// netlify.toml

  command = "npm install && npm run build"
  functions = "functions"
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With our scripts and build configuration accounted for, let's take a look at the core of the application.

The core of the application lives in the express/server.js file, and in our case, is just 29 lines.

"use strict"
const express = require("express")
const serverless = require("serverless-http")
const app = express()
const bodyParser = require("body-parser")
const router = express.Router()

app.use("/.netlify/functions/server", router) // path must route to lambda
app.use("/", router)

router.get("/", (req, res) => {
  res.writeHead(200, { "Content-Type": "text/html" })
  res.write("<h1>Up and running</h1>")
})"/doSomething", async (req, res) => {
  try {
    // maybe do some database interaction or third-party API call here!
    res.status(200).send({ data: "success" })
  } catch (err) {
    res.status(400).send({ error: "bad request" })

module.exports = app
module.exports.handler = serverless(app)
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If you've ever worked with Express.js, this should look pretty familiar to you. We have two endpoints, one GET endpoint at / and one POST endpoint at /doSomething.

These endpoints don't do much, but you could do just about anything you would normally do with GET or POST endpoints here. Hit a third-party API, connect to a database, fire off some sort of transaction, etc.

The two lines in the application that are specific to using Netlify's serverless functions are line 9 and line 29.

As we specified in our netlify.toml configuration file, our function code is going to live at ./netlify/functions/server. So we will tell our express app on line 9 to use our router object anytime a request is sent to this server.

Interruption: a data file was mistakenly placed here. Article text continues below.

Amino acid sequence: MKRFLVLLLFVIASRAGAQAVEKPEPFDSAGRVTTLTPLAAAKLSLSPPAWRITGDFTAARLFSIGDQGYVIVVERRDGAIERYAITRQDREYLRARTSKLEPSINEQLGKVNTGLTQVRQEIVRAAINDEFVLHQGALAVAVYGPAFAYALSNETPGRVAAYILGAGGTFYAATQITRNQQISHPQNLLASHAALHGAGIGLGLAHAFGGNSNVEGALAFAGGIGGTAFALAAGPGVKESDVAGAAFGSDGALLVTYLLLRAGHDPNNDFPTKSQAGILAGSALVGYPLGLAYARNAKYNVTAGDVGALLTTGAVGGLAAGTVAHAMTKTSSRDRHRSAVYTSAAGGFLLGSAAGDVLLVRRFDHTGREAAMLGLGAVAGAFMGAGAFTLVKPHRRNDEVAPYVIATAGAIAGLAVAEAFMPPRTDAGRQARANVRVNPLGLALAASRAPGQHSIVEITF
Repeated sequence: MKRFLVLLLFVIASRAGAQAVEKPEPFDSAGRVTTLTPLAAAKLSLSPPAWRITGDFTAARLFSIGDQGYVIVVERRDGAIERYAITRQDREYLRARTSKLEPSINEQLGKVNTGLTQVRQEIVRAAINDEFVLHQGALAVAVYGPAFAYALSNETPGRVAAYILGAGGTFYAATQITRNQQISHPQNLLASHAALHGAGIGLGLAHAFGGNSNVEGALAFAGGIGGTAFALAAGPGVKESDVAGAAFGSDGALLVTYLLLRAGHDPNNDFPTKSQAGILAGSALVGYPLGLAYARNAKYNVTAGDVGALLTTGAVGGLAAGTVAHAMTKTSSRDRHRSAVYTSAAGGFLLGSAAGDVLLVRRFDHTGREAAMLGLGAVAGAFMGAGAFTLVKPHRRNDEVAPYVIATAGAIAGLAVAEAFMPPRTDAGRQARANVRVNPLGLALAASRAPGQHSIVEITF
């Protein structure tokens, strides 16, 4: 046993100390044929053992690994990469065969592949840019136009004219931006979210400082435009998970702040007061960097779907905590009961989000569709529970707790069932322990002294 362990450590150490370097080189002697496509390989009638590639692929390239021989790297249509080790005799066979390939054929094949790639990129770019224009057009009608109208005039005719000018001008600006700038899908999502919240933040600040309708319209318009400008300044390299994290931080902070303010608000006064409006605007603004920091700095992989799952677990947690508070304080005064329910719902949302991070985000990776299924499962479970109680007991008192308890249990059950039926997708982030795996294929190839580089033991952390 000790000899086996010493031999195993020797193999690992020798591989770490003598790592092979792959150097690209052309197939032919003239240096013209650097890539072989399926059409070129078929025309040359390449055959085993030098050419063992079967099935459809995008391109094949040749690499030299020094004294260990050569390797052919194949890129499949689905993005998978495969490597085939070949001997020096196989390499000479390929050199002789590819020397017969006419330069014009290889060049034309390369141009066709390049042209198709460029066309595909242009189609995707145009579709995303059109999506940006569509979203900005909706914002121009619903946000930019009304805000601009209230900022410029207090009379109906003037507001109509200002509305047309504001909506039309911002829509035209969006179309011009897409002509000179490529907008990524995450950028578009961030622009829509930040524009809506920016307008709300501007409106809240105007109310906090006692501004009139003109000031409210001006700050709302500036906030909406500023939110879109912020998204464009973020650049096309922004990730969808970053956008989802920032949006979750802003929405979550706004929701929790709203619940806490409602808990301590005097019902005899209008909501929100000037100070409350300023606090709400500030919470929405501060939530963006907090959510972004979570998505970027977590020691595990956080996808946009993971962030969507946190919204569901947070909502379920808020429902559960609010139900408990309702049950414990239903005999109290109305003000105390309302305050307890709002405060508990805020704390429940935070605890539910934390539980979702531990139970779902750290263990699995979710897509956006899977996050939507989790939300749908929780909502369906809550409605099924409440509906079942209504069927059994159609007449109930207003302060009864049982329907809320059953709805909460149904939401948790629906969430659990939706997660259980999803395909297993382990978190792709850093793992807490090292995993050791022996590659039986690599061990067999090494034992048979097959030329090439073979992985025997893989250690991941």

app.use("/.netlify/functions/server", router)
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Lastly, on line 29, we will utilize the serverless-http package to wrap our application up for serverless use. This means our application can work as expected without any HTTP server, ports, or sockets.

module.exports.handler = serverless(app)
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With that, the application is all set to deploy to Netlify. If you've never deployed on Netlify before, you'll be amazed at how simple it is. This post won't go into details but it isn't much more than authenticating your GitHub account and selecting the repo and branch to deploy. Once the application is deployed, you can start accessing the endpoints we created at <your site URL>/.netlify/functions/server/<your endpoint>. We now have a basic yet fully-functioning API, without having to run or provision a dedicated and separate server!

Wrapping up

Hopefully you were able to follow along in creating this Netlify serverless function. Serverless computing is still a developing and evolving technology but its popularity continues to grow as more developers find it more suitable to their needs than traditional server applications.

The particular use case that led me to using Netlify functions is that I needed to make a third-party API call from my client application that required a private API key in the header. With just client-side code, there is no good way to keep your private API key private. I decided I needed a server to proxy the request through, but I didn't want to create and dedicate an entire server just to pass one small API request through. So this ended up being a perfect solution. Now that I know how convenient and simple this can be, I will be looking for more opportunities to utilize Netlify Functions.

For more technical information regarding the usage and implementation of Netlify Functions, be sure to visit the docs.

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Thanks for reading!

Top comments (2)

rajani169 profile image

hey your post was really helpful but I'm stuck somewhere in 3rd party api calls. can you plz help me out

rajani169 profile image

actually post call is successful but the third party api calls are not working